Individuals need not be in an employment or contractual relationships with whistleblower-regulated entities in order to observe disclosable conduct.  Third parties can be deterred from reporting misconduct due to the ability of large organisations to exploit an imbalance of power in retaliation (regardless of whether or not the organisation would actually do so). 

We see no reason that the protections and provisions afforded by the Draft Bill should be limited to those listed at 1317AAD, and view this as arbitrarily limiting the Act’s effectiveness in detecting and deter wrongdoing or likely wrongdoing.

For example, an individual who observes the availability of a product in contravention of relevant regulation should be able to report this under similar provisions to those applying to an employee.
 

3. A) Disclosees not mentioned at 1317 AAB who play a formal role in supporting or assisting potential whistleblowers:

  • professional services providers,
  • healthcare providers and counselling services

Regnan notes the significant personal and professional burden often borne by whistleblowers, including prior to making - or deciding to make - disclosures.  The ability of disclosers to access a variety of forms of advice, support and assistance, beyond legal assistance, should be plainly signalled within the Act.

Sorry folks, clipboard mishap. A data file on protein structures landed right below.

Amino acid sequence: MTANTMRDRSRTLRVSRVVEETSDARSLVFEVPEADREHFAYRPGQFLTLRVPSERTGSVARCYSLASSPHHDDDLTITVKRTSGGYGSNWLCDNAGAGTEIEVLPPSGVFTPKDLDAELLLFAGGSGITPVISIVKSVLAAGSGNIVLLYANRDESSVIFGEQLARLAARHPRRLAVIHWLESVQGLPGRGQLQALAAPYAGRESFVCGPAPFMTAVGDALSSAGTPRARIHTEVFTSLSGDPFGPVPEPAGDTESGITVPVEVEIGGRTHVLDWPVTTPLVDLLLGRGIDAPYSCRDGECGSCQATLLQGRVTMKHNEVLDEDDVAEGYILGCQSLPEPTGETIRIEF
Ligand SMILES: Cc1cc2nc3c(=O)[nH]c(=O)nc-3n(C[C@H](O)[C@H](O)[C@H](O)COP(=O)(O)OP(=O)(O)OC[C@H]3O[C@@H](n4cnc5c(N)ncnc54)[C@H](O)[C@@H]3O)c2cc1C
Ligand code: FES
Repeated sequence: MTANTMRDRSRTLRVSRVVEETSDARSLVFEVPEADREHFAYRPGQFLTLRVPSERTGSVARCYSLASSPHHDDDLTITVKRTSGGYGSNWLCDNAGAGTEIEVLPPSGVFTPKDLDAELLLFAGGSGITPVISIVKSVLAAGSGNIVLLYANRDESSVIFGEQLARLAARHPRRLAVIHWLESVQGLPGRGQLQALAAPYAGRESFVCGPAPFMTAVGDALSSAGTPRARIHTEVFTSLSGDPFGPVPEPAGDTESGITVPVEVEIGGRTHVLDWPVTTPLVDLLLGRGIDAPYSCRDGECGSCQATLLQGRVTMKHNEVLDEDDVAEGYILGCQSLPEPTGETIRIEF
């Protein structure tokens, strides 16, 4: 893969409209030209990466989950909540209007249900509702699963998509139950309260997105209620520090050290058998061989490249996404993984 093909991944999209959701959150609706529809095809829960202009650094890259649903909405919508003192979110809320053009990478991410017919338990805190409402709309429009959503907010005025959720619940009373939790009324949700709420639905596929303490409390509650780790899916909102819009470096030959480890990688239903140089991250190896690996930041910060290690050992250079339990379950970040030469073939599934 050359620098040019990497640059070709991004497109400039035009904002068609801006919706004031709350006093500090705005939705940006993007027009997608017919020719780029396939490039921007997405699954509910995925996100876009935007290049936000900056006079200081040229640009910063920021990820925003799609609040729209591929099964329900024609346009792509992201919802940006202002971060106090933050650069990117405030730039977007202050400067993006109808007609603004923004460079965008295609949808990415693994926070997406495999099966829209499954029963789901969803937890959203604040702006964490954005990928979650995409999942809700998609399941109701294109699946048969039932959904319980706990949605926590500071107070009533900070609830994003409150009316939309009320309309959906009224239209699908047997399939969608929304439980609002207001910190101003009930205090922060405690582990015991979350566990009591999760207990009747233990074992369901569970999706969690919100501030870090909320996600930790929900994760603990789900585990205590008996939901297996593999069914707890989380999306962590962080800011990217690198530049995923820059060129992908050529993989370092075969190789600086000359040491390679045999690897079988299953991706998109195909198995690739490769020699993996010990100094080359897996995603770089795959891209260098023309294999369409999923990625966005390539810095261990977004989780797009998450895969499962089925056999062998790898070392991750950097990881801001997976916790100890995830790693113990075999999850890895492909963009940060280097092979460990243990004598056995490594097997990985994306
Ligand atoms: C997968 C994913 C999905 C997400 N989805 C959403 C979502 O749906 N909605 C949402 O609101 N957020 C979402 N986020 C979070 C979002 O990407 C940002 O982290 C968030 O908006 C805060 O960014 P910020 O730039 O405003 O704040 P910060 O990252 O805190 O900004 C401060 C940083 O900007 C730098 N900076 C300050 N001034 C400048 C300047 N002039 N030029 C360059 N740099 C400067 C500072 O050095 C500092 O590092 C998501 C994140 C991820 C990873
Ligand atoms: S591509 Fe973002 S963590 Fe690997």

B) Disclosees not mentioned at 1317AAC with any formal role in investigating or disciplining wrongdoing, for instance, professional bodies, journalists, or a member of parliament.

Broadening 1317AAC in order to accommodate a wider range of disclosees in cases of urgency, or after sufficient time passing is a welcome step, however again we see the formulation as unnecessarily limiting.

Regnan accepts the need to limit vexatious reporting, both to remain faithful to the aim of system integrity, and to facilitate its effective operation in practice.  However some level of false positives (reports later judged without merit) should be accommodated as evidence of sufficient impact on the willingness of potential whistleblowers to come forward.

We recognise also that it is desirable that there be robust internal procedures to handle misconduct, and that these be used wherever possible.  Regnan anticipates that establishing legislative provisions that extended coverage to a more comprehensive range of disclosures, disclosers and disclosees would provide a strong incentive to whistleblower-regulated entities to strengthen availability, awareness, and responsiveness of internal (or contracted third party) whistleblower arrangements, in order to avert the need for whistleblowers to seek other channels for concerns.  We believe this would be a more effective way to stimulate effective whistleblower provisions than a direct requirement for policy or provisions.

We strongly welcome the proposed changes, and would welcome further extension of these provisions to other disclosures, disclosers and disclosees as discussed above, at this time or in future reviews. 

Should you have any questions in relation to this submission, please contact me on (02) 9299 6999.

Yours sincerely

Pauline Vamos
CEO, Regnan

comments powered by Disqus